Quo vadis biophotonics? Wearing serendipity and slow science as a badge of pride, and embracing biology
This article is a reflection on the themes of the Faraday Discussion meeting on ‘Biological and bio-inspired optics’ held from 20 to 22 July 2020. It is a personal perspective on the nature of this field as a broad and interdisciplinary field that has led to a sound understanding of the material properties of biological nanostructured and optical materials. The article describes how the nature of the field and the themes of the conference are reflected in particular in work on the 3D bicontinuous biophotonic nanostructures known as single gyroids and in bicontinuous structures more broadly. Such single gyroid materials are found for example in the butterfly Thecla opisena, where the questions of biophotonic response, of bio-inspired optics, of the relationship between structure and function, and of the relationship between natural and synthetic realisations are closely interlinked. This multitude of facets of research on single gyroid structures reflects the beauty of the broader field of biophotonics, namely as a field that lives through embracing the serendipitous discovery of the biophotonic marvels that nature offers to us as seeds for in-depth analysis and understanding. The meandering nature of its discoveries, and the need to accept the slowness that comes from exploration of intellectually new or foreign territory, mean that the field shares some traits with biological evolution itself. Looking into the future, I consider that a closer engagement with living tissue and with the biological questions of function and formation, rather than with the materials science of biological materials, will help ensure the continuing great success of this field.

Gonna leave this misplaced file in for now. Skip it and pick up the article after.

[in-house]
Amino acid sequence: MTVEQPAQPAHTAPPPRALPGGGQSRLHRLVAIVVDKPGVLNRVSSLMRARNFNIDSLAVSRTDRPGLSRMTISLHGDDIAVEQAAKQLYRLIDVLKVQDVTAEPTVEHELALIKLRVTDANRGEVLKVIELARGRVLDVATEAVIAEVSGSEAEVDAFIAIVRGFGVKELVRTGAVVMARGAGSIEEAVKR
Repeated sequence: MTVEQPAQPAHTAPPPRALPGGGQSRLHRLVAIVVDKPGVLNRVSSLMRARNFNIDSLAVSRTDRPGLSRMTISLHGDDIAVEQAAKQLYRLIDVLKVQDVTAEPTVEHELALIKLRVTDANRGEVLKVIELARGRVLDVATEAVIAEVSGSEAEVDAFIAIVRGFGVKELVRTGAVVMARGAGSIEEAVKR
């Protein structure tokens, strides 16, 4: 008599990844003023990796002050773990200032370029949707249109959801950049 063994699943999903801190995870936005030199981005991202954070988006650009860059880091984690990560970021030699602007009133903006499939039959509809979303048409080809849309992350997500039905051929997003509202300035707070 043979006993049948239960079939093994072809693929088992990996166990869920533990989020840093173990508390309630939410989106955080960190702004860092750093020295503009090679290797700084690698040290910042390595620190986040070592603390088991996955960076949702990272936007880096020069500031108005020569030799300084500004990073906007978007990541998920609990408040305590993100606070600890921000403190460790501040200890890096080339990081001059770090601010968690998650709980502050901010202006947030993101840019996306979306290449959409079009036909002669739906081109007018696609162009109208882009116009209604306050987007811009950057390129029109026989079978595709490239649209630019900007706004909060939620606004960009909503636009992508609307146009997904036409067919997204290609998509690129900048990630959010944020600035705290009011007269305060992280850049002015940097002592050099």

- This article is part of the themed collection: Biological and bio-inspired optics